In terms of upheavals, the biggest revolution in 20th-century audio was surely the talking motion picture. In a matter of years, careers were spawned and ruined, and entire industries created and dismantled—all based on the rise of the “talkies.” Vitaphone (a 1925 co-venture between Warner Bros. and Western Electric) wasn’t the first—or even the last—film sound format to arise out of this new craze, but once the public had a taste of synchronous theater audio, there was no turning back.
Working in the Vitagraph Studio in Brooklyn, N.Y., Western engineers worked with a team from Bell Labs to create Vitaphone, a format using 16-inch discs running at 331/3 rpm on a projector-driven turntable, for a running time of about 10 minutes, which matched a single 1,000-foot reel of 35mm film. The format was less than ideal: A skip in the record or a film splice meant loss of sync; the system bandwidth was only about 4 kHz; and Vitaphone required an extreme needle force of 85 to 170 grams(!), meaning the life of the shellac disc was limited to a couple dozen plays, at best.
There were earlier film sound systems, ranging from General Electric’s Pallophotophone to Lee De Forest’s Phonofilm and a variety of earlier systems created at Western Electric. These were doomed mostly by studio/theater owners’ reluctance to make the substantial investment in playback equipment. But it was the Vitaphone touch on the 1927 The Jazz Singer that created a worldwide demand for film sound. Even with talking parts in a only few sections (mostly song numbers), the success of this Al Jolson mega-hit marked the beginning of the end for the silent screen.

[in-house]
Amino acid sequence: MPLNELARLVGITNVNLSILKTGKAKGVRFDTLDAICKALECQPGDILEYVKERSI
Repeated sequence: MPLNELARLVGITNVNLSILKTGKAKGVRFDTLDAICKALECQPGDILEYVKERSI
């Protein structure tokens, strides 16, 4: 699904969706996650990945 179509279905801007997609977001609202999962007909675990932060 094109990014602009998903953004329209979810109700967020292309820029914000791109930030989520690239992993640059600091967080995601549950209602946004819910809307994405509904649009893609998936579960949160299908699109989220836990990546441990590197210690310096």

The Vitaphone film+disc system that created the revolution was short-lived, replaced by the sound-on-film systems such as the GE/RCA variable-area soundtracks (the forerunner of today’s optical tracks) and Fox’s variable density system. But one key to the success of the Vitaphone was the availability of Western Electric sound systems, which not only helped popularize theater sound, but catalyzed the development of modern sound reinforcement systems. Ironically, the film+disc concept was revived 65 years later with the DTS (Digital Theater Systems) release of Jurassic Park in 1992, in which 6-channel audio on CD-ROM was locked to timecode on the film. [Note: The Vitaphone Project was formed to assist in the restoration of Vitaphone-format films—many of which exist today with picture intact but without sound disks. Contact www.vitaphoneproject.com for more info.—Ed.]